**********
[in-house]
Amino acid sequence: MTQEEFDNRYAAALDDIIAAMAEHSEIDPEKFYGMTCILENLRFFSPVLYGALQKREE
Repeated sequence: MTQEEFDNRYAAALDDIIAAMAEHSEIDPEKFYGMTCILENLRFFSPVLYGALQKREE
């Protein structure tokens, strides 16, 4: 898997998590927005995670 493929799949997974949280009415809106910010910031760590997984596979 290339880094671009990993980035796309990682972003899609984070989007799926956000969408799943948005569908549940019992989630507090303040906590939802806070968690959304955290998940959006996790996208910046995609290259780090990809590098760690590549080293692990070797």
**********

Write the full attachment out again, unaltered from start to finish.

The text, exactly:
[in-house]
Amino acid sequence: MTQEEFDNRYAAALDDIIAAMAEHSEIDPEKFYGMTCILENLRFFSPVLYGALQKREE
Repeated sequence: MTQEEFDNRYAAALDDIIAAMAEHSEIDPEKFYGMTCILENLRFFSPVLYGALQKREE
């Protein structure tokens, strides 16, 4: 898997998590927005995670 493929799949997974949280009415809106910010910031760590997984596979 290339880094671009990993980035796309990682972003899609984070989007799926956000969408799943948005569908549940019992989630507090303040906590939802806070968690959304955290998940959006996790996208910046995609290259780090990809590098760690590549080293692990070797």